Bio

I am a Democracy Fellow at the Ash Center for Democratic Governance and Innovation at the Harvard Kennedy School. My research focuses on comparative politics and political economy of development with a regional focus in Latin American.  My broader research interests include urban informality, socioeconomic inequality, and  democratization processes in developing countries. 

In my dissertation I explore the relationships among urban slums, informal economies and partisan distributive politics in South American countries. Specifically, I examine the conditions under which urban slums persist or are incorporated into the formal city within and across cities of middle-income democracies.

Besides my dissertation,  I investigate the association between electoral rules (i.e. compulsory voting) and redistributive policies in contexts where clientelistic linkages -strongly embedded in urban areas- prevail, as occurs in many of Latin American cities. On the other hand, together with Prof. Candelaria Garay, I look at the variation of healthcare provision at subnational level as a political strategy of territorial power building.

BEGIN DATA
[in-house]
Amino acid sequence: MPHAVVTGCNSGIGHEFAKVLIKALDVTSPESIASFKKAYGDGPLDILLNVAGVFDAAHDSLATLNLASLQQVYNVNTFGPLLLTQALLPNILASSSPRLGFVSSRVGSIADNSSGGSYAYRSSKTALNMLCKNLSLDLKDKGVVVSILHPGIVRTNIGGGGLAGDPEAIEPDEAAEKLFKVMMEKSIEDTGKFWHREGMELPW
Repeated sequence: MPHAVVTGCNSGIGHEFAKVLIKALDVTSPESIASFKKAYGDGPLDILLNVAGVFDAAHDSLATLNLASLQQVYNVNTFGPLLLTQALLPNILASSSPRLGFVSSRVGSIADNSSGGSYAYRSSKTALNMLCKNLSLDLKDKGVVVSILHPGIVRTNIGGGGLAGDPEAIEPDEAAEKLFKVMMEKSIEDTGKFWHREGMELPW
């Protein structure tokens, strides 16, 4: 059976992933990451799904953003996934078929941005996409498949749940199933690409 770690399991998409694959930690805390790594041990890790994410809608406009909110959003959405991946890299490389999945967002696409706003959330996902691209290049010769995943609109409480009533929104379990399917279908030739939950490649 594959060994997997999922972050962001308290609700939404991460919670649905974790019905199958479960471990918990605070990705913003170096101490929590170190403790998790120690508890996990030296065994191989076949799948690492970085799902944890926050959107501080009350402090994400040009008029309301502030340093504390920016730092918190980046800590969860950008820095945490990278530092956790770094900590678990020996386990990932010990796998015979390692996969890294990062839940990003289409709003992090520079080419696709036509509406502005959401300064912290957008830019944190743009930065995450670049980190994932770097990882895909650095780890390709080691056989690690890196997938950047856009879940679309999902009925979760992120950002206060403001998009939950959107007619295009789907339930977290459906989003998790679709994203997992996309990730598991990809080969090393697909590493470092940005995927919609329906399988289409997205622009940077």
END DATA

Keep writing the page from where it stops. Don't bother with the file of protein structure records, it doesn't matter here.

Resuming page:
I am a Ph.D. Candidate in Political Science at the Universidad Católica de Chile. I hold a M.A. in political science from Torcuato Di Tella University, and a B.A. in political science from Universidad Católica Argentina.